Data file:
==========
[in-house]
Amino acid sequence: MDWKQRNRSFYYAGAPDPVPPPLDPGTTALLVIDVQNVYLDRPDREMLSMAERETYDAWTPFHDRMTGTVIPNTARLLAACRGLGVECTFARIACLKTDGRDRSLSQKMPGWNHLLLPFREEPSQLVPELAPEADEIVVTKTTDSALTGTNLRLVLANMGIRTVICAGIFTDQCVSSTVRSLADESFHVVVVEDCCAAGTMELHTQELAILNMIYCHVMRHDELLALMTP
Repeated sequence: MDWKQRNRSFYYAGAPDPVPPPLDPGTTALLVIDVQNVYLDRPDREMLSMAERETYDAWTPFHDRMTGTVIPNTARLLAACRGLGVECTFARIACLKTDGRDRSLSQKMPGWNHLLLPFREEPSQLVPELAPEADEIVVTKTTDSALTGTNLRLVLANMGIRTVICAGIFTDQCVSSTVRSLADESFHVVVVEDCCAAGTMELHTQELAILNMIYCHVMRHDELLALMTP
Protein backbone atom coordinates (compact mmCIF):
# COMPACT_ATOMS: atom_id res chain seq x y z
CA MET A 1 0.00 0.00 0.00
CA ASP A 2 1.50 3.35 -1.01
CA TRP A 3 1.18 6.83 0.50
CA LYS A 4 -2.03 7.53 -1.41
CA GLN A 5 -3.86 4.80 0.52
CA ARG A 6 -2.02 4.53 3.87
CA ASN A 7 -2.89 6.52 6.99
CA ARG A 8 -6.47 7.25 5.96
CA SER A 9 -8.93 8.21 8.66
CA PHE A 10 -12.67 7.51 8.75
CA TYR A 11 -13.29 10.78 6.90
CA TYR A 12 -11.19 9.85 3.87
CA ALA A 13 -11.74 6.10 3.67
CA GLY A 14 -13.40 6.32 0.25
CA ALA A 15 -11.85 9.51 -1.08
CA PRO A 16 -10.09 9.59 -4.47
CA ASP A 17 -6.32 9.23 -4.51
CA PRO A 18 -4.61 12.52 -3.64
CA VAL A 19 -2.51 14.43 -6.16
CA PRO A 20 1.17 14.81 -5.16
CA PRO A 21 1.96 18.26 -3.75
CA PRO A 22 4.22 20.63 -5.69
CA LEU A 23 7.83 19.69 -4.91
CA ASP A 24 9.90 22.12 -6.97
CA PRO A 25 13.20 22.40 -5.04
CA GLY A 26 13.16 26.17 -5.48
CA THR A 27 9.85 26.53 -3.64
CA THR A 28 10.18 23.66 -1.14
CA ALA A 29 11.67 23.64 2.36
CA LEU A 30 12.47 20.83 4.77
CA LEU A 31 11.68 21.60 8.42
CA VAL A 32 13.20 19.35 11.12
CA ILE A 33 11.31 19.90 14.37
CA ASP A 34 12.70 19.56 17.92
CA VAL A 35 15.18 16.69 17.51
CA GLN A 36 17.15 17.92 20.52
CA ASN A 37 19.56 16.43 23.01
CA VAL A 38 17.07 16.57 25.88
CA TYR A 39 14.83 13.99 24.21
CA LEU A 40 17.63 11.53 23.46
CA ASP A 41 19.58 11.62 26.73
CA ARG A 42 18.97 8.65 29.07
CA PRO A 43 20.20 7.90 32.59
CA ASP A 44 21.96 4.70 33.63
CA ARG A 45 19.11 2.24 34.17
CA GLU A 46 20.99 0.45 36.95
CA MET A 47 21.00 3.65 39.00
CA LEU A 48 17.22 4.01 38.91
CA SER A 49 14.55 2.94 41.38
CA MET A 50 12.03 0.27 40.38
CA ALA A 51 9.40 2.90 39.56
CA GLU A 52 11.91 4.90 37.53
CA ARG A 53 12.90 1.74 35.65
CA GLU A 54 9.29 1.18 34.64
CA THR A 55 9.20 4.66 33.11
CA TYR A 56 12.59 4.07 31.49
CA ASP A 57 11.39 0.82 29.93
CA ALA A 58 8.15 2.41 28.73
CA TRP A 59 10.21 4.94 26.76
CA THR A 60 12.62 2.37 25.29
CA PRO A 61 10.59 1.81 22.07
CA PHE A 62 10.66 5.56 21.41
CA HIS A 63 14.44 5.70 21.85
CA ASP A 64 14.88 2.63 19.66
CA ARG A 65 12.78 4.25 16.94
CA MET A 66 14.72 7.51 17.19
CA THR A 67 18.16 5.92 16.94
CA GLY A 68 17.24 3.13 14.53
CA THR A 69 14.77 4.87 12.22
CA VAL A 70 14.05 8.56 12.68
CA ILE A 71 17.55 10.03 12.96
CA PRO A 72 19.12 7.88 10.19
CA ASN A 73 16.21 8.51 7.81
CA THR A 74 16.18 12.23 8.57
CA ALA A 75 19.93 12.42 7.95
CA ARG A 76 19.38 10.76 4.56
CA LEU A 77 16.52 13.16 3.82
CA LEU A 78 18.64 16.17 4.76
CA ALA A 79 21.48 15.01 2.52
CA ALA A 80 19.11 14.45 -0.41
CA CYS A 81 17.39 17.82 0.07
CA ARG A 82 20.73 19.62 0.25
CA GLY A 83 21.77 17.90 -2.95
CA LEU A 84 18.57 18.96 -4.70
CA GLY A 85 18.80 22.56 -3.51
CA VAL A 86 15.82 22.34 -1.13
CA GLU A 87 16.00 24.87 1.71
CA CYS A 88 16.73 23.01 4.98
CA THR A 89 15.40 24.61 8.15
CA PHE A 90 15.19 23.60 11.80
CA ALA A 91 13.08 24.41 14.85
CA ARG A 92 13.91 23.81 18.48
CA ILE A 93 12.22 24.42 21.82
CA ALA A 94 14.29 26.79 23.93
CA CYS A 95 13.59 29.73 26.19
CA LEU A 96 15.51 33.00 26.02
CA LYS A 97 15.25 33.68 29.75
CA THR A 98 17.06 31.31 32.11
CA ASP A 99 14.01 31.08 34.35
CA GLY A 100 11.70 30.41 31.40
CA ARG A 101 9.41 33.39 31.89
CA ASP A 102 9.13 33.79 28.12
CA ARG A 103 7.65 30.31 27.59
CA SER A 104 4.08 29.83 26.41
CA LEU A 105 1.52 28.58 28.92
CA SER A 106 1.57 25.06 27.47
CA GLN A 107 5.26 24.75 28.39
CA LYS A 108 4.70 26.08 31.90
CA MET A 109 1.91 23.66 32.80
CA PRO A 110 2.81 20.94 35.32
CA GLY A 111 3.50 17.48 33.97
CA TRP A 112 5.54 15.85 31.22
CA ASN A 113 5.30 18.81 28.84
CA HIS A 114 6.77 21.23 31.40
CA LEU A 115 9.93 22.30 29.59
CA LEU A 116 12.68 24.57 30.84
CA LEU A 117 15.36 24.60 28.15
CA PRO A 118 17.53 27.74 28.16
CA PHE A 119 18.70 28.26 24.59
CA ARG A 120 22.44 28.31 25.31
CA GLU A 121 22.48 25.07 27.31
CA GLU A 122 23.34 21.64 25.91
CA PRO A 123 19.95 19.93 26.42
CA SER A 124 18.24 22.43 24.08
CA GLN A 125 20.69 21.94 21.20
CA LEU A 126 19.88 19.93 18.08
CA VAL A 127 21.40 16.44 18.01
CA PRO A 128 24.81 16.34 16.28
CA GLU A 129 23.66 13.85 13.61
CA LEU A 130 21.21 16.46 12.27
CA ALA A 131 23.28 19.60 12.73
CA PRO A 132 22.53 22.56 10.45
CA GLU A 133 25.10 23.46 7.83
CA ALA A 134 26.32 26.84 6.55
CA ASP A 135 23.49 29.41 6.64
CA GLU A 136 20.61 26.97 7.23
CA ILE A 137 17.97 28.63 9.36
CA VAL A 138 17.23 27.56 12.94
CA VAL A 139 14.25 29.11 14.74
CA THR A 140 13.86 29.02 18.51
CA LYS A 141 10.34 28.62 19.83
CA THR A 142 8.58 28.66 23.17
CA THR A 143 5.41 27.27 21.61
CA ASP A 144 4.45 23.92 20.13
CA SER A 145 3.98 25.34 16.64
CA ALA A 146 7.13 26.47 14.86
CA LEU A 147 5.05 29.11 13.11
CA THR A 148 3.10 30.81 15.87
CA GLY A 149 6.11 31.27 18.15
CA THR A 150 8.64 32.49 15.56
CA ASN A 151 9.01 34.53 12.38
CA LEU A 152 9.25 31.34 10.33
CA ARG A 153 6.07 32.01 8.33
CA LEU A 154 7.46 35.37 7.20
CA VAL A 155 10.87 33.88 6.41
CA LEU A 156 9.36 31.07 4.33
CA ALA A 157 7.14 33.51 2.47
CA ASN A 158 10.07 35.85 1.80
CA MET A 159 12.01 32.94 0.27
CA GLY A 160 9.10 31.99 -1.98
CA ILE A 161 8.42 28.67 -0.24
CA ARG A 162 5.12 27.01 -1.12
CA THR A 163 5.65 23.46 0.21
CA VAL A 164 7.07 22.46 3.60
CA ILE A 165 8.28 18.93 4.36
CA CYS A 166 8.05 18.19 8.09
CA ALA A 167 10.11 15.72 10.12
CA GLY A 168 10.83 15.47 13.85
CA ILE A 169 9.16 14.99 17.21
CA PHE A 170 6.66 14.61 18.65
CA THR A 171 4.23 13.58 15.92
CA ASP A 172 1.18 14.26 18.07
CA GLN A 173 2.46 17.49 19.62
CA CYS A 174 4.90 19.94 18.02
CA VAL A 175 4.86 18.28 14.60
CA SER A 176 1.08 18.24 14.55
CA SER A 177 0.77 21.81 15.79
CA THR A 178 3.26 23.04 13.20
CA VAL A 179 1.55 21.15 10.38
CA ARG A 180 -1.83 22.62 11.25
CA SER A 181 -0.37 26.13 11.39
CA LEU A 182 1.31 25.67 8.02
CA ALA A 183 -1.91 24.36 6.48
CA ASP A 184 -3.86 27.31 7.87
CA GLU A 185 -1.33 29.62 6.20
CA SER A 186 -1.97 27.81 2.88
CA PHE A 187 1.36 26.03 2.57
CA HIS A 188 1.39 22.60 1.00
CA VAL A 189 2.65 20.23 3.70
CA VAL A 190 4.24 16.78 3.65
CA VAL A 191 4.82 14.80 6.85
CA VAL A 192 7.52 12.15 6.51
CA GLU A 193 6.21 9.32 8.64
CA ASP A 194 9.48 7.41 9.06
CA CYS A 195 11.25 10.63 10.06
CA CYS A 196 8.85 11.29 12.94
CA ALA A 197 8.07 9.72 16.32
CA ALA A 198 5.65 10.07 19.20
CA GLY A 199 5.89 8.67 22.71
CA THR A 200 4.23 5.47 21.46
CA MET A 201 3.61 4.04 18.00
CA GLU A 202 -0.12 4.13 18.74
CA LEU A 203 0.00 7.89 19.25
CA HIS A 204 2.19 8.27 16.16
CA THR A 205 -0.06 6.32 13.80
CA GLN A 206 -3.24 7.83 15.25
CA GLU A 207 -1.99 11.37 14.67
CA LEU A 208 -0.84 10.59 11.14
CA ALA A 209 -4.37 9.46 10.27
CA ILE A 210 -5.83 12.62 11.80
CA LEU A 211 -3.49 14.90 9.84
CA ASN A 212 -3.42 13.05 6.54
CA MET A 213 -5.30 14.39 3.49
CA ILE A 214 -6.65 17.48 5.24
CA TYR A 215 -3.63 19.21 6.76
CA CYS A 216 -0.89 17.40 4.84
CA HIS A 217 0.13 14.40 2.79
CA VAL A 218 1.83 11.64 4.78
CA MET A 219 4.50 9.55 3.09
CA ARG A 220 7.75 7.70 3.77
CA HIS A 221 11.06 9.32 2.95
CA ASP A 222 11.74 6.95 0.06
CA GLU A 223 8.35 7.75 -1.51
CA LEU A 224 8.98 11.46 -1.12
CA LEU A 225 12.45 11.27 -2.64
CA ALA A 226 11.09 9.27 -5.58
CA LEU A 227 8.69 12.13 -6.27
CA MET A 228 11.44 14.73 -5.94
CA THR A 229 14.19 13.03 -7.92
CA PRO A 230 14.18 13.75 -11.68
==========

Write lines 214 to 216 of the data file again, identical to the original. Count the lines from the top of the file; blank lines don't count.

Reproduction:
CA ALA A 209 -4.37 9.46 10.27
CA ILE A 210 -5.83 12.62 11.80
CA LEU A 211 -3.49 14.90 9.84